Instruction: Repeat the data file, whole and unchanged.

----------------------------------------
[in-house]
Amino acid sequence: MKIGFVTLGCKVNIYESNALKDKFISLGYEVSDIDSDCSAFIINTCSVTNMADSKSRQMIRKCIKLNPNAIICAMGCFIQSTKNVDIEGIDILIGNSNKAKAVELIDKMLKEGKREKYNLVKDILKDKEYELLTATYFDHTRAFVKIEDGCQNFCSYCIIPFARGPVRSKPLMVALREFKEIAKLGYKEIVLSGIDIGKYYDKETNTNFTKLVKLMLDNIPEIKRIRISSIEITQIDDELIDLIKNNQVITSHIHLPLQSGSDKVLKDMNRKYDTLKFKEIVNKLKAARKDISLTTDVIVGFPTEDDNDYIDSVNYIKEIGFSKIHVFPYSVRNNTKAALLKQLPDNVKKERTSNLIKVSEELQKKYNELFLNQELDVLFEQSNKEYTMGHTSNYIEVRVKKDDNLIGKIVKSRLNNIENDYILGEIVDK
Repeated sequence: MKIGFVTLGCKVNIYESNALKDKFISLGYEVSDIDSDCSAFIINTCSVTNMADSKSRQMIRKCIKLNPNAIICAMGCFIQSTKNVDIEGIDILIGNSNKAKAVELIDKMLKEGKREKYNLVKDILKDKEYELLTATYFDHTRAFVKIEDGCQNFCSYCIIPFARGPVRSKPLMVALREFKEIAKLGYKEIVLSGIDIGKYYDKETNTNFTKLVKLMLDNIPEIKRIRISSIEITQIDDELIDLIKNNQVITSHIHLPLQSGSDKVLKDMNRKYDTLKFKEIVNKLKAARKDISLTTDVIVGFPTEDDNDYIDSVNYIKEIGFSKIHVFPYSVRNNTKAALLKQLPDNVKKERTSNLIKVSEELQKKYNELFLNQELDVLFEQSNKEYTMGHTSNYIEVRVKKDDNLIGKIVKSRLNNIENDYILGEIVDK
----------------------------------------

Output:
[in-house]
Amino acid sequence: MKIGFVTLGCKVNIYESNALKDKFISLGYEVSDIDSDCSAFIINTCSVTNMADSKSRQMIRKCIKLNPNAIICAMGCFIQSTKNVDIEGIDILIGNSNKAKAVELIDKMLKEGKREKYNLVKDILKDKEYELLTATYFDHTRAFVKIEDGCQNFCSYCIIPFARGPVRSKPLMVALREFKEIAKLGYKEIVLSGIDIGKYYDKETNTNFTKLVKLMLDNIPEIKRIRISSIEITQIDDELIDLIKNNQVITSHIHLPLQSGSDKVLKDMNRKYDTLKFKEIVNKLKAARKDISLTTDVIVGFPTEDDNDYIDSVNYIKEIGFSKIHVFPYSVRNNTKAALLKQLPDNVKKERTSNLIKVSEELQKKYNELFLNQELDVLFEQSNKEYTMGHTSNYIEVRVKKDDNLIGKIVKSRLNNIENDYILGEIVDK
Repeated sequence: MKIGFVTLGCKVNIYESNALKDKFISLGYEVSDIDSDCSAFIINTCSVTNMADSKSRQMIRKCIKLNPNAIICAMGCFIQSTKNVDIEGIDILIGNSNKAKAVELIDKMLKEGKREKYNLVKDILKDKEYELLTATYFDHTRAFVKIEDGCQNFCSYCIIPFARGPVRSKPLMVALREFKEIAKLGYKEIVLSGIDIGKYYDKETNTNFTKLVKLMLDNIPEIKRIRISSIEITQIDDELIDLIKNNQVITSHIHLPLQSGSDKVLKDMNRKYDTLKFKEIVNKLKAARKDISLTTDVIVGFPTEDDNDYIDSVNYIKEIGFSKIHVFPYSVRNNTKAALLKQLPDNVKKERTSNLIKVSEELQKKYNELFLNQELDVLFEQSNKEYTMGHTSNYIEVRVKKDDNLIGKIVKSRLNNIENDYILGEIVDK